But let’s not kid ourselves. The international adoption experience and kids’ comfort levels with themselves is hugely interconnected with race and ethnicity. As internationally adopted people explore their identities, “Race/ethnicity is an increasingly significant aspect,” according to the Evan B. Donaldson Institute.
Given that truth, and the need for racial/ethnic acceptance as part of oneself, it comes as no surprise that the single most important message a child can receive during a homeland journey is:
“The people with whom I share my heritage are warm, wonderful, genuine people.”
The neat thing is that for kids who participate in adoptive family heritage journeys, this message is pretty much a natural occurrence given the amazing “people experiences” that are part of the journey. Plus, children of any age can receive it, and most kids are eager to hear it, although they may not know it themselves.
Elizabeth McIntosh had a classic story. When her parents adopted her, they brought home a Cambodian flag that was neatly folded on the coffee table and dusted around for a decade, garnering no interest from Elizabeth.
Then ten-year-old Elizabeth traveled to Cambodia. She had a marvelous time getting to know the Cambodian people, who like most of the people the world over are warm, wonderful, genuine people. Think of the gift to a child who looks in the mirror and can equate these marvelous qualities with the physical characteristics peering back at her.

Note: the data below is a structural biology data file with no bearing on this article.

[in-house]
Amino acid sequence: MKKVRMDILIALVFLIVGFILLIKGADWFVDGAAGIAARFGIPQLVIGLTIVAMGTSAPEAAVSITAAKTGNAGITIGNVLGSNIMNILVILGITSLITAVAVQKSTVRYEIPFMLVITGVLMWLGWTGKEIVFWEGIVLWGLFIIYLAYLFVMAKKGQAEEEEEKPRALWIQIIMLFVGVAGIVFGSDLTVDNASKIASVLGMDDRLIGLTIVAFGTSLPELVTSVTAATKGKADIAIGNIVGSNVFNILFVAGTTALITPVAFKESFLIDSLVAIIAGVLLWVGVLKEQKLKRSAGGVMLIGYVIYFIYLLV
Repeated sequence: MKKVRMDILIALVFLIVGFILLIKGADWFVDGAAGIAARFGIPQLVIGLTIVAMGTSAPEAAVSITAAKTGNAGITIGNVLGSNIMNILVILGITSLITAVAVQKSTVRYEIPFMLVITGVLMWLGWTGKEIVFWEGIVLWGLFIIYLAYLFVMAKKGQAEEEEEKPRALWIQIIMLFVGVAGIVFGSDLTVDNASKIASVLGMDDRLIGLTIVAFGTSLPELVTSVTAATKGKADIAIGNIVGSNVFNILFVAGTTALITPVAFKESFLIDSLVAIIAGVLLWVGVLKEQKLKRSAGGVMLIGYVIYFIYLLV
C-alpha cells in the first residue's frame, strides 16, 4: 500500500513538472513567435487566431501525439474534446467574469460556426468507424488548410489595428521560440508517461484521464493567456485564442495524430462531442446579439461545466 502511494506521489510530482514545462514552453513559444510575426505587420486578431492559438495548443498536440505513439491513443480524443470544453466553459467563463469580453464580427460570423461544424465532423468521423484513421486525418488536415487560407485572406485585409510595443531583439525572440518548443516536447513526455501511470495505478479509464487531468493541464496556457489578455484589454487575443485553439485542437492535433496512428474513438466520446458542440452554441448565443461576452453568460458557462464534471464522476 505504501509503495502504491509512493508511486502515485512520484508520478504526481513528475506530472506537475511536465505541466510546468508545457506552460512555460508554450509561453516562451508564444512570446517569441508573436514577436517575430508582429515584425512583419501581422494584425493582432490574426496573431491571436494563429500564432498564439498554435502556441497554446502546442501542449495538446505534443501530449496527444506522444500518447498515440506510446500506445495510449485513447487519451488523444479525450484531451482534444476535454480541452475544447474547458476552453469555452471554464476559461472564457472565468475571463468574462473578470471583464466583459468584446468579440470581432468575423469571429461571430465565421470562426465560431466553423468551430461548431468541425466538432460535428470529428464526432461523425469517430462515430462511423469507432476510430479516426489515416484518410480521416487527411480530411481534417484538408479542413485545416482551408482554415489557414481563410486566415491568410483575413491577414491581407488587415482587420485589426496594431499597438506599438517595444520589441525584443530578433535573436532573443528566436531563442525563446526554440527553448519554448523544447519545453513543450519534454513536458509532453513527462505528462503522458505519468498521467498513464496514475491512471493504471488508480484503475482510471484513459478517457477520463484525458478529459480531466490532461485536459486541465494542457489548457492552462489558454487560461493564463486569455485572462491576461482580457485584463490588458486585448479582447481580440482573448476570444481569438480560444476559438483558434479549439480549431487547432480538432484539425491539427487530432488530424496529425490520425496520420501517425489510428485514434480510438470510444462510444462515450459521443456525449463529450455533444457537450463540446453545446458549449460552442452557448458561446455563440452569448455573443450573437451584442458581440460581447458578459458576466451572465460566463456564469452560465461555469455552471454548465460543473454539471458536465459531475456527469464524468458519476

Immediately upon her return, Elizabeth grabbed the flag that had sat lonely for so many years, and exclaimed, “Let’s hang this right now!” So, in the wee hours of the morning, Elizabeth enthusiastically hoisted the flag high over her house in Memphis.
As her mother said, “That moment speaks to the profound impact the trip had on Elizabeth.” Elizabeth had claimed her birth country as a significant part of her, and was bursting with pride to share it with the world.
Elizabeth’s enthusiasm and sense of pride is something MANY Ties’ “kids” echo upon their return.
Anisha Pitzenberger, who traveled when she was 17, recalls, “I used to feel I stuck out everywhere I went because of my physical differences. After visiting India, even though I knew the physical differences were still there, I was able to accept the differences, and even be proud of them, because I understood where I came from. After visiting my birth country, I had a new knowledge and appreciation for my Indian heritage that I was eager to share with everyone I met.”
Even eight-year-old Noelle Hemphill, upon her return from Vietnam Ties, wrote me this message. “During the trip I realized being from Vietnam is really an honor. The country is such a beautiful place and the people there are so kind.”
From my experience traveling with LOTS of kids, that seems to be key…to create a “lived experience” in the child’s country of birth that provides opportunity for kids to feel that important message. To KNOW that the people who share their heritage are warm, wonderful, genuine people—a knowing that when integrated into a child or person’s sense of self, is a REALLY powerful, positive thing!
If you have traveled, did you see a change in yourself or your child as this message “took hold?” Were there specific instances you can think of where you could almost “see” the message getting through? What has been the outcome?